You are here: Home // Literature

Book Review: Cabby recalls eccentric passengers

<i>Book Review</i>: Cabby recalls eccentric passengers
Michael Saakyan Book Editor Steady work for a D-list comedian is hard to come by, so when your wife announces she is pregnant with your first child you have to make a big change in your life. In the case of New York comedian Jimmy Failla the change resulted in becoming a certified cab driver. Failla is best known for his stand-up comedy work all over the stages of New York’s greatest comedy clubs.... 

Book Review: ‘Office’ actor pens quirky tales

<i>Book Review</i>: 'Office' actor pens quirky tales
Michael Saakyan Book Editor When the publisher Knopf announced last year that Emmy Award-winning comedy actor B.J. Novak from “The Office” had signed on to a two-book seven figure deal, the assumptions were obvious. Novak would remain where he has had the most experience with: comedy. A book written maybe with the same narcissist hipster persona of the temp Ryan Howard. A quirky memoir like his... 

Book Review: Morrissey reveals veiled truth

Des Delgadillo Staff Writer It is almost impossible to deny Steven Patrick Morrissey’s contribution to popular culture over the last 30 years. His lilting voice and foreboding vocals earned him a place atop the U.K. Music charts for three straight decades, as well as a place in the hearts of melancholy teenagers the world over. Always regarded as a wordsmith among pop stars, Morrissey’s autobiography,... 

Calderón reaches out to bilinguals

Rachel Sandoval Staff Writer Students and faculty filled the Harris Art Gallery on Tuesday for the “Poetry and Crisis” lecture and a bilingual poetry reading led by Mexican poet Alí Calderón. The event had a bilingual atmosphere that included readings that Calderón has written himself. “I have always thought that given the fact there is such a large Hispanic student body at our University,”... 

Poetry club auditions slam

Poetry club auditions slam
Freshman biology major Kandinsky Maraquin auditions for the Slam Team, the University’s poetry club, Oct. 3 in Morgan Auditorium for his first time and goes onto the next round. Another tryout date will be announced to finish auditions for the team due to lack of publicity. / photo by Stephanie Ball  Read More →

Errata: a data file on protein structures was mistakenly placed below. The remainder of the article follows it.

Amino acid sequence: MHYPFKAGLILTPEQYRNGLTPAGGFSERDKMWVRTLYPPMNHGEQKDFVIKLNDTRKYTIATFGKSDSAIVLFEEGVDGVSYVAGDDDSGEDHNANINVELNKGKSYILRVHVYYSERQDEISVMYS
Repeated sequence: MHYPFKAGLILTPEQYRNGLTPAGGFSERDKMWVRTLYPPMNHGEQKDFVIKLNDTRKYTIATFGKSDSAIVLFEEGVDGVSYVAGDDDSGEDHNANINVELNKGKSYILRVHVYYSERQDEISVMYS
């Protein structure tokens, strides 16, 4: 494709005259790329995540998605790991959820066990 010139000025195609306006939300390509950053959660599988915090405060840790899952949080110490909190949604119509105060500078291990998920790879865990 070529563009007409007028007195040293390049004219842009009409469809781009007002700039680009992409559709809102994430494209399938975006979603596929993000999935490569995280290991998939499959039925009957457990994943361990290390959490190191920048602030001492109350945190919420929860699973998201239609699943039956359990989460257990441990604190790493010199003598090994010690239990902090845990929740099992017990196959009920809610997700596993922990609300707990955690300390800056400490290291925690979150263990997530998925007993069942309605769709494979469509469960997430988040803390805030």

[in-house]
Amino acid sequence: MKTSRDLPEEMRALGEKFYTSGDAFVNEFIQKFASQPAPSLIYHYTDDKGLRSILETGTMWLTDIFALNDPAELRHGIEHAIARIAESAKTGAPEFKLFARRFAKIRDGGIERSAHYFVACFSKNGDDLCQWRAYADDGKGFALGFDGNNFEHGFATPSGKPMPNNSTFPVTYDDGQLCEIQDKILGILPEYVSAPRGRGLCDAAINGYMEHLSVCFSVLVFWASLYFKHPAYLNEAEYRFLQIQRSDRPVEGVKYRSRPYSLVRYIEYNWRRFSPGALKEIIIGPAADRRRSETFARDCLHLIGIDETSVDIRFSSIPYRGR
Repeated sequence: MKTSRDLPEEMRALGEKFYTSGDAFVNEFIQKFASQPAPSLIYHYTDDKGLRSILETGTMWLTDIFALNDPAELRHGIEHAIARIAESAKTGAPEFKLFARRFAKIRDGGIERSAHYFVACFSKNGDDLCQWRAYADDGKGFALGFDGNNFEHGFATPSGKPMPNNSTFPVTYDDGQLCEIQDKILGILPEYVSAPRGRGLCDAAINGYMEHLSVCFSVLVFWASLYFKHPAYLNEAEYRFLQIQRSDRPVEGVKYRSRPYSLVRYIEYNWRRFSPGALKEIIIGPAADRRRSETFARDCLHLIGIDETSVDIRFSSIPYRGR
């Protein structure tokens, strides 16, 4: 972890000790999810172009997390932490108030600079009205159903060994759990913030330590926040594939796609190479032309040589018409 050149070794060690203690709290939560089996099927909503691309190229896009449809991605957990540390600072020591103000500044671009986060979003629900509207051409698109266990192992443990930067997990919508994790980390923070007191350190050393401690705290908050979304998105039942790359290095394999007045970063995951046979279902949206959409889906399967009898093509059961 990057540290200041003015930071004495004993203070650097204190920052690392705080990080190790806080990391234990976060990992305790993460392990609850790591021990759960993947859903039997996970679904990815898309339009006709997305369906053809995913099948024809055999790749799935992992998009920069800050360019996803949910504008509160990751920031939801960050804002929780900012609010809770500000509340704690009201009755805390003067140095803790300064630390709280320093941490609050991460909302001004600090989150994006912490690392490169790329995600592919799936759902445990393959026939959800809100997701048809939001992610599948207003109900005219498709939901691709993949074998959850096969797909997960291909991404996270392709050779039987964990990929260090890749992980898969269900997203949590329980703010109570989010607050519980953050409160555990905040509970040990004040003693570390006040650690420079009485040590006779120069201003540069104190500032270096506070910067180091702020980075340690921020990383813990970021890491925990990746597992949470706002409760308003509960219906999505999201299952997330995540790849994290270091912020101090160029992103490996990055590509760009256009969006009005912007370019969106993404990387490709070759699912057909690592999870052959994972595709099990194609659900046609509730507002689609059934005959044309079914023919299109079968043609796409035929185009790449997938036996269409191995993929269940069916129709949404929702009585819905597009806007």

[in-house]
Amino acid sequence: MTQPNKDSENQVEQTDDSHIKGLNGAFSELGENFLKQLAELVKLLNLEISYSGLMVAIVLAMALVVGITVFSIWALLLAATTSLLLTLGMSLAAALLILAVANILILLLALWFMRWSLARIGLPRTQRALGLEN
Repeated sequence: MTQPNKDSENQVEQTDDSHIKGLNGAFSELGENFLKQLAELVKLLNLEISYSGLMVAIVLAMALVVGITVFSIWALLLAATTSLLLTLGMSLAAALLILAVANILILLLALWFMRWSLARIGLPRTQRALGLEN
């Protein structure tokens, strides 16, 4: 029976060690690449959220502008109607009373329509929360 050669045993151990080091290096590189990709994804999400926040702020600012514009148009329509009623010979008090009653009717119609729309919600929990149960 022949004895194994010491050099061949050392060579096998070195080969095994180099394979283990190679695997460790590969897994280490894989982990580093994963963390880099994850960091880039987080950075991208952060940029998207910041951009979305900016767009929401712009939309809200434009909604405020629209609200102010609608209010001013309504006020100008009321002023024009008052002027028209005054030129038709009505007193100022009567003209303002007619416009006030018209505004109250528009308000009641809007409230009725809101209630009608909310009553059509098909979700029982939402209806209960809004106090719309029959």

Peel sheds layers through ‘Catharsis’

Alison Rodriguez Staff Writer Some students spend their free time on the Internet, others spend it out with their friends. But in this case, sophomore psychology major Matthew Peel spends his free time writing and publishing poetry and prose. This past April, Peel had his own book of poetry published by a company called AuthorHouse. It is available online now for purchase. The book, “Catharsis,”... 

Book Review: ‘S-Word’ gives the whole story

<i>Book Review</i>: ‘S-Word’ gives the whole story
Christina Collins Burton Book Editor Imagine waking up, getting ready for class, leaving your home and seeing the letters S-L-U-T written all over your car. In Chelsea Pitcher’s story in “The S-Word,” this is a reality for a 17-year-old girl. The story follows similar coming-of-age stories that take place in high school. The feeling of “tiers” of popularity shares the same kind of structure... 

An-Hwei Lee fills Chapel with ‘Joy’

An-Hwei Lee fills Chapel with ‘Joy’
Karen An-Hwei Lee shares poetry from her book, “Phyla of Joy,” at a poetry ready on April 25 in the  Chapel. The poems look at the joy of simple things with a focus on prayers, dream-like worlds and the intimate beauty of small moments. Lee described writing as an act requiring discipline while being therapeutic at the same time. Lee lives and teaches in Southern California. / photo by Chelsea... 

Book Review: ‘Interestings’ is above average

<i>Book Review</i>: 'Interestings' is above average
Christina Collins Burton Book Editor Picking up Meg Wolitzer’s “The Interestings” and trying to read the book between projects is a mistake. After getting past a plot set-up that takes a while to get off the ground, there is no going back. This book will entertain and completely absorb readers. This story of friendship that is followed from the 1970s to the modern world is like trying to get... 

Book Review: ‘Stung’ leaves a scar on readers

<i>Book Review</i>: ‘Stung’ leaves a scar on readers
Christina Collins Burton Book Editor In Bethany Wiggins’ newest novel “Stung” the bees are disappearing and crops are dying. To help, the government has been breeding bees in labs to help save the population. Unfortunately, children stung by these super bees die. If they get vaccinated against the stings they end up turning to violent, killer beasts. Sounds like a good time right? This book is... 
Copyright © 2009 Campus Times. All rights reserved.
Designed by Theme Junkie. Powered by WordPress.